High-resolution, noninvasive imaging of a naturally fluorescent protein in mitochondria provides a look into the ‘health’ of normal and cancerous skin and represents a promising method for disease monitoring and diagnosis.
Mitochondria are specialized cell structures that are responsible for producing energy needed for cell function. Healthy mitochondria frequently undergo dynamic reorganization of their internal networks to carry out their energy-producing activities, and defects in mitochondrial organization have been linked to neurodegenerative and cardiovascular disease, as well as abnormal growths of tissue.
The association of defective mitochondria to multiple forms of pathology make it a good marker for many disease states. Current methods to examine and measure mitochondria are not approved for use in humans and are invasive because they require the removal of tissue from patients.
Multiphoton imaging (MPM), a type of high-resolution imaging that can provide clear images of dense tissue such as skin eliminates the need for excision. MPM has recently been used to monitor and detect forms of skin cancer like basal cell carcinomas by analyzing the mitochondrial enzyme NADH. NADH is a great indicator of mitochondrial health or organization because it plays a key role in energy metabolism and it is a naturally fluorescent molecule. However, the existing technique requires advanced knowledge for the evaluation of lesions and is not applicable to a wide range of them.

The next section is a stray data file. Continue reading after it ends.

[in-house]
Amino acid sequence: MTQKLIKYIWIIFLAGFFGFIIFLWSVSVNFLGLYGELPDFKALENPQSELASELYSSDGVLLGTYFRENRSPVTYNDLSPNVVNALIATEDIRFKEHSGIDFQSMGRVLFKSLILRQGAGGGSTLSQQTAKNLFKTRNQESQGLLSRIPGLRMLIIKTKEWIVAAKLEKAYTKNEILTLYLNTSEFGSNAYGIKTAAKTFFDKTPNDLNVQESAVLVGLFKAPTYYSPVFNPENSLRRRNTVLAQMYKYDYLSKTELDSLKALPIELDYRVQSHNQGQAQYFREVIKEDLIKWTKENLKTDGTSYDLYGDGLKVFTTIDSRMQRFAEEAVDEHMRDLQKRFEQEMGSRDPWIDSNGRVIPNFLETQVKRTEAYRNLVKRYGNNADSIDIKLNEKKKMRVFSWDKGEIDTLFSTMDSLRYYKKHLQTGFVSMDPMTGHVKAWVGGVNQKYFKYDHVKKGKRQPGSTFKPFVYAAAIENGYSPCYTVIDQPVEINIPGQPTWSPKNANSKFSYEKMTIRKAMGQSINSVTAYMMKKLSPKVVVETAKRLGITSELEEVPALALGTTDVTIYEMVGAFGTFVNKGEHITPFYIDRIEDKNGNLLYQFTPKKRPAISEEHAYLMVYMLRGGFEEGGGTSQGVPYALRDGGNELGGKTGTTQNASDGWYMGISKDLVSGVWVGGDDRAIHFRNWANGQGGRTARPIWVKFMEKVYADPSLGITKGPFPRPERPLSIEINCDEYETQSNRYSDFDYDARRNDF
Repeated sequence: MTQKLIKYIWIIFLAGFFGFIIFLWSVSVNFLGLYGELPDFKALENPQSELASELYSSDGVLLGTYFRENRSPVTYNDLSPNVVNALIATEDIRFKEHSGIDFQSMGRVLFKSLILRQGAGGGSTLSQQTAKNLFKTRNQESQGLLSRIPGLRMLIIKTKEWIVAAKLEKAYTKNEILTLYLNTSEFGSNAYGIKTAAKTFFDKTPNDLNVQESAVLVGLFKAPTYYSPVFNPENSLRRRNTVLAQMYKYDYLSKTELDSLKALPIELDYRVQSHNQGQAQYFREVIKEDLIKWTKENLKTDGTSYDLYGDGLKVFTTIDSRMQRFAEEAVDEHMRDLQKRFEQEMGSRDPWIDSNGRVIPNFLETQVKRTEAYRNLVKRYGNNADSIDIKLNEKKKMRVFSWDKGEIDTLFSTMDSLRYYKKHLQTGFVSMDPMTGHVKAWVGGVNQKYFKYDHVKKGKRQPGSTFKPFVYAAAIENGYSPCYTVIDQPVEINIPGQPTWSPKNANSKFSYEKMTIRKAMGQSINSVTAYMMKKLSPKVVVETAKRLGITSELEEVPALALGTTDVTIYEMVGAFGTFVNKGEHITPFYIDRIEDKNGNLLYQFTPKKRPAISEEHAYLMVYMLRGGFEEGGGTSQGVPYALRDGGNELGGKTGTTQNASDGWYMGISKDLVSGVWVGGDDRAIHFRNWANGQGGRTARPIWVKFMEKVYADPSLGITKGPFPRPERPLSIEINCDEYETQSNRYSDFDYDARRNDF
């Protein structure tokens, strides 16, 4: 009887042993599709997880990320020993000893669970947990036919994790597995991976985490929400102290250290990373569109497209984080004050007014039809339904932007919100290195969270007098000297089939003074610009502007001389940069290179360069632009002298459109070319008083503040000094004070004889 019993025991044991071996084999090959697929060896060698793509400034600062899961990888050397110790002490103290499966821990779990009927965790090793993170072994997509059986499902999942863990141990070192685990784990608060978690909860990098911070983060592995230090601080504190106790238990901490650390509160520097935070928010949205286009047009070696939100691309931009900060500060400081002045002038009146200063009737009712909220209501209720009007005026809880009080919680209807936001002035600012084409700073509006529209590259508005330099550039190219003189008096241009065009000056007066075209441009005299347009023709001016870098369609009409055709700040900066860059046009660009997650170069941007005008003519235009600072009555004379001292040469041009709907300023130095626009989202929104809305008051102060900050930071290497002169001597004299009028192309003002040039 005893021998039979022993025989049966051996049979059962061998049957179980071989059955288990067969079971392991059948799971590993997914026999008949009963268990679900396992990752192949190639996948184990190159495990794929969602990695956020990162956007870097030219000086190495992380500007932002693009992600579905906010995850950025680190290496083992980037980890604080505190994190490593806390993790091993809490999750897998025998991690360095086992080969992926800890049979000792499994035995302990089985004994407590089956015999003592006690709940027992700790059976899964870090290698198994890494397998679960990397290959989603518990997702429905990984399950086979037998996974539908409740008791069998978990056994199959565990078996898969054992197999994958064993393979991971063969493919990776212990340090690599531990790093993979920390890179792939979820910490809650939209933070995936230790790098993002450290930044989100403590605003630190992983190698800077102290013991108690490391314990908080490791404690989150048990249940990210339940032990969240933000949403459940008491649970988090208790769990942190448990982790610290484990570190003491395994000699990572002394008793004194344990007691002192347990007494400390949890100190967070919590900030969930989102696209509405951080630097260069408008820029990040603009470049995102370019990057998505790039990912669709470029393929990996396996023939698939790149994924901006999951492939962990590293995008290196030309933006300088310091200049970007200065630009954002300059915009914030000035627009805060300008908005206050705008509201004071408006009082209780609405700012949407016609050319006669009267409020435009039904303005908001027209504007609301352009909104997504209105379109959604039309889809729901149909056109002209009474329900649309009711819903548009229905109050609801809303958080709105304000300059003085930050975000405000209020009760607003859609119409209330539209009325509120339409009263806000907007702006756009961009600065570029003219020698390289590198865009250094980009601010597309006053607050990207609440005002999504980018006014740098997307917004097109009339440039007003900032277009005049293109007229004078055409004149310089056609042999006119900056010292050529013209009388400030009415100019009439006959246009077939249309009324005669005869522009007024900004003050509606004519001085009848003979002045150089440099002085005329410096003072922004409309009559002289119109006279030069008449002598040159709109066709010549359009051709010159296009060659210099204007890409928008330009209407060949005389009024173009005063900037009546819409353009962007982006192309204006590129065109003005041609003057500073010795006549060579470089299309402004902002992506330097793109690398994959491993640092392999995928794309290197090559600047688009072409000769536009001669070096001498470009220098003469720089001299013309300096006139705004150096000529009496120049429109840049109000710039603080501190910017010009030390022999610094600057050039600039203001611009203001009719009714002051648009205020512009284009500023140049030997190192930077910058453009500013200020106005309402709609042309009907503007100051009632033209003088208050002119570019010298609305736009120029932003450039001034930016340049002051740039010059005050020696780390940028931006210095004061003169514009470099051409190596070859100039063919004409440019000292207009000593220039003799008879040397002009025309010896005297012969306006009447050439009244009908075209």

In a recent report published in Science Translational Medicine, a group of researchers used MPM to characterize mitochondrial organization in the human epidermis using only the naturally fluorescent properties of NADH. In addition, they demonstrated that the technique can be applied to potential diagnosis of cancerous versus healthy skin. A total of 31 participants, 14 with healthy skin and 17 with diseased skin containing basal cell carcinomas or melanomas, had their skin imaged using MPM. NADH fluorescence was collected from various depths and cells within the skin and analyzed.
The MPM approach was able to successfully and in seconds, non-invasively provide a picture of mitochondrial organization in intact human skin tissue. The results showed that healthy skin had very consistent cell morphology and mitochondrial organization that were both dependent on skin depth, or layer. Mitochondria were more clustered together in deeper layers of the skin. In diseased skin, cell morphology was haphazard, and mitochondria clustering patterns were skin depth-independent.
This study shows that a non-invasive high-resolution MPM imaging technique was successful in identifying differences in mitochondrial organization in healthy and diseased tissue in humans. In cancerous skin, it was observed that the uniform morphology and depth-dependence of mitochondria organization are drastically reduced as cancerous cells invade tissue. This technique holds great promise as a future diagnostic and disease monitoring tool that could enhance current diagnostic criteria for early cancer, which predominantly rely on tissue excision and skilled morphological identification.
Written By: Fiona Wong, PhD